This weekend, another sequel to the ghost story Insidious opens in several thousand theaters across North America. Mainstream horror fans — the audiences who flock to almost any wide-release horror movie and often boo at the end — should be used to this; a whole generation of them have grown up in a world where a horror movie opens on the first weekend of January almost every year. It's become a more reliable date for horror releases than even Halloween.
It hasn't always been this way. Before 2005, the first weekend in January was decidedly barren, with only a handful of new releases going back 20 years. The game-changer here appears to have been the long-forgotten Michael Keaton vehicle White Noise, a modest ghost-movie hit in a year when the Saw series was about to peak.
Though no one would applaud its quality, White Noise does feel accidentally influential when looking at a dozen years' worth of early-January horrors. Though a few traffic in slashers (Texas Chainsaw 3D, 2013), vampires (Underworld: Blood Wars, 2017; Daybreakers, 2010), or the occasional spectacle of Nicolas Cage fighting a medieval witch (Season of the Witch, 2011), the majority, like Insidious: The Last Key, are ghost stories. They may not be very good, but there's still something satisfying about ducking out of chilly January weather into a screening that offers different kinds of shivers and chills. The blue-black color palettes of so many horror movies even resemble a cold winter's day.
So what about Insidious: The Last Key?
By the measure of early-year ghost pictures, it's pretty good. The Insidious series in general, begun by Saw duo James Wan and Leigh Whannell, is consistently well-crafted — at least technically. Whannell, who still writes and co-stars in the films, might not think much of his audience, constantly pushing his characters to spout inelegant explanations like "you abandoned me to a real monster — our father." But director Adam Robitel does wring suspense from much of The Last Key, and the film's headliner, Lin Shaye, who plays paranormal communicator Elise, has a warmth and commitment to the material that some genre actors lack.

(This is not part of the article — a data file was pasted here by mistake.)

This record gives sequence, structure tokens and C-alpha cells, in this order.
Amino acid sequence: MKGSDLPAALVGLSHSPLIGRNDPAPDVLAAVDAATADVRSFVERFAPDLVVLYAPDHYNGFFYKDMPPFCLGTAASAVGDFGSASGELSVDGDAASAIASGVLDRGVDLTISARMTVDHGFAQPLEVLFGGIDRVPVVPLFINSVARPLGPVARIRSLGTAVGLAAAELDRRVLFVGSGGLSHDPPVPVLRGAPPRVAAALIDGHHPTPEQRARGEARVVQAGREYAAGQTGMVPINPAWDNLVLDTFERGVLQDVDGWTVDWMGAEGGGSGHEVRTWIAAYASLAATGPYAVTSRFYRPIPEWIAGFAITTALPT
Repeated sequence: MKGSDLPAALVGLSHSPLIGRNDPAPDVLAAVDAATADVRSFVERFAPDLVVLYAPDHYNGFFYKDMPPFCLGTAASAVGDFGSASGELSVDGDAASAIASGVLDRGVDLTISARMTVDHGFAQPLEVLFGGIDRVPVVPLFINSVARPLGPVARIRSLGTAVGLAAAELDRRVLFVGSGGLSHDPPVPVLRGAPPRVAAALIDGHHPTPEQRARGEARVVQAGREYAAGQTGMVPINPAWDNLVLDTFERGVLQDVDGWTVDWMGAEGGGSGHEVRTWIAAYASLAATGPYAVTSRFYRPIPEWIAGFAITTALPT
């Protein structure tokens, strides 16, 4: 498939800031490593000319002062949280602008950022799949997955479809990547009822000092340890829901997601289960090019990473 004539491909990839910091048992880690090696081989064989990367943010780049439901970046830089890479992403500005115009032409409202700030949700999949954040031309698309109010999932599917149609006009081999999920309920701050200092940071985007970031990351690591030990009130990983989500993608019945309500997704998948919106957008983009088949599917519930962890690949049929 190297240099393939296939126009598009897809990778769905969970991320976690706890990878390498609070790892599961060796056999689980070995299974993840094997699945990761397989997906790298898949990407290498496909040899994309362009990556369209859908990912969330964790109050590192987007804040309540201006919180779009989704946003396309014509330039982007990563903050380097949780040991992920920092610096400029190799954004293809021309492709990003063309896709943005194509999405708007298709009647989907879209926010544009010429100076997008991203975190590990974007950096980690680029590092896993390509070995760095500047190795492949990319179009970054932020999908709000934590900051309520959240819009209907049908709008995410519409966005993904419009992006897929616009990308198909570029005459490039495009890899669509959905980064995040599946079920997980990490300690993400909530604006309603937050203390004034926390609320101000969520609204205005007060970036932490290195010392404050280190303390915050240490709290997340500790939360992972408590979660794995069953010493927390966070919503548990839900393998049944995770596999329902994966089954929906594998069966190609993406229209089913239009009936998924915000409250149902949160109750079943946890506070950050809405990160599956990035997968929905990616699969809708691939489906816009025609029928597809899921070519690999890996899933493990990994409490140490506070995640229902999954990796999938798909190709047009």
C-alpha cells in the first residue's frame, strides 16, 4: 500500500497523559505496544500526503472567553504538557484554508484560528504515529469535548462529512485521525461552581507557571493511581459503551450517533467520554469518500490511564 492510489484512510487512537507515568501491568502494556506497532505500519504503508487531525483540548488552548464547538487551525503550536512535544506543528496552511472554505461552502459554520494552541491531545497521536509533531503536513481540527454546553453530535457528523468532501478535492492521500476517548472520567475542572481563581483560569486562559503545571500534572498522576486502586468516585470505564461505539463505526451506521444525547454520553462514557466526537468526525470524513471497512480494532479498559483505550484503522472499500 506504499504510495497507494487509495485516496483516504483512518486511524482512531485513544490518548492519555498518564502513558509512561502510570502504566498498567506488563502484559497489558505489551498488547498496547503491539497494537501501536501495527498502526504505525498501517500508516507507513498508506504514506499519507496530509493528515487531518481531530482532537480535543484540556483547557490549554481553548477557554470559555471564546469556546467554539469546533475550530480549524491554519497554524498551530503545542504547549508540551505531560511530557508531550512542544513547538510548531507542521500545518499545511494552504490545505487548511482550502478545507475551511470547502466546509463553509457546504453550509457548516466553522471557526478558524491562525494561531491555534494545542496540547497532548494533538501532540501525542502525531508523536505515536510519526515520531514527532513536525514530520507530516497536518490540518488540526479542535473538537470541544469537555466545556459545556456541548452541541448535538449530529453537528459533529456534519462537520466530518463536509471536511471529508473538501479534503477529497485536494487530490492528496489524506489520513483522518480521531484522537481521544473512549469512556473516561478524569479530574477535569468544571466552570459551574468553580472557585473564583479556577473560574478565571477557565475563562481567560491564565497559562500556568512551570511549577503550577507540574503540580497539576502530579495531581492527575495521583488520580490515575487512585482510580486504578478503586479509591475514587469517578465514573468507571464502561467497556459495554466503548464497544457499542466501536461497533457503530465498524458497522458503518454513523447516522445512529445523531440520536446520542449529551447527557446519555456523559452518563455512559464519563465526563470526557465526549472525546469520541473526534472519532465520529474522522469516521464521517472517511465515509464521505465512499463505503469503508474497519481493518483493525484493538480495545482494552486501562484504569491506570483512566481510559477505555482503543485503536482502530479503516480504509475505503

It's also refreshing to see a mainstream movie with a septuagenarian actress as the unambiguous lead character. This is still rare, and it might have been made possible by the release date. As cynical as it sounds, studios might feel more likely to experiment with early January releases, since all they care about is the fact that the movie is ready to go as soon as the holidays clear.
Given that leeway, maybe January horror movies should be more adventurous. Insidious: The Last Key is very much a sequel; it can't match the surprise of the original, and when it does deploy a substantially clever twist, the filmmakers practically toss off what would be, in other horror movies, a lynchpin moment. Still, it works well enough; despite being set before the first movie and deepening the series' continuity, it can stand alone as a few-frills ghost story with an interesting lead character, a few good scares, some creepy creature designs, and a time-tripping spirit dimension that gives the whole thing a low-tech haunted-house vibe.
This movie also might feel a little better than it is because, counterintuitively, it follows a deluge of genuine good stuff. December and January see countless award hopefuls and high-quality, end-of-year releases. It can be refreshing to settle in for a modest, low-budget horror movie in the middle of all that prestige.
January is often derided as a big-studio garbage dump, and sometimes it earns that assumption. But as some studios ignore entire genres in order to focus on planting gigantic tentpoles, trashy January horror movies have become something more than simple financially motivated programming. Intentionally or not, they're planting a flag for release-schedule diversity.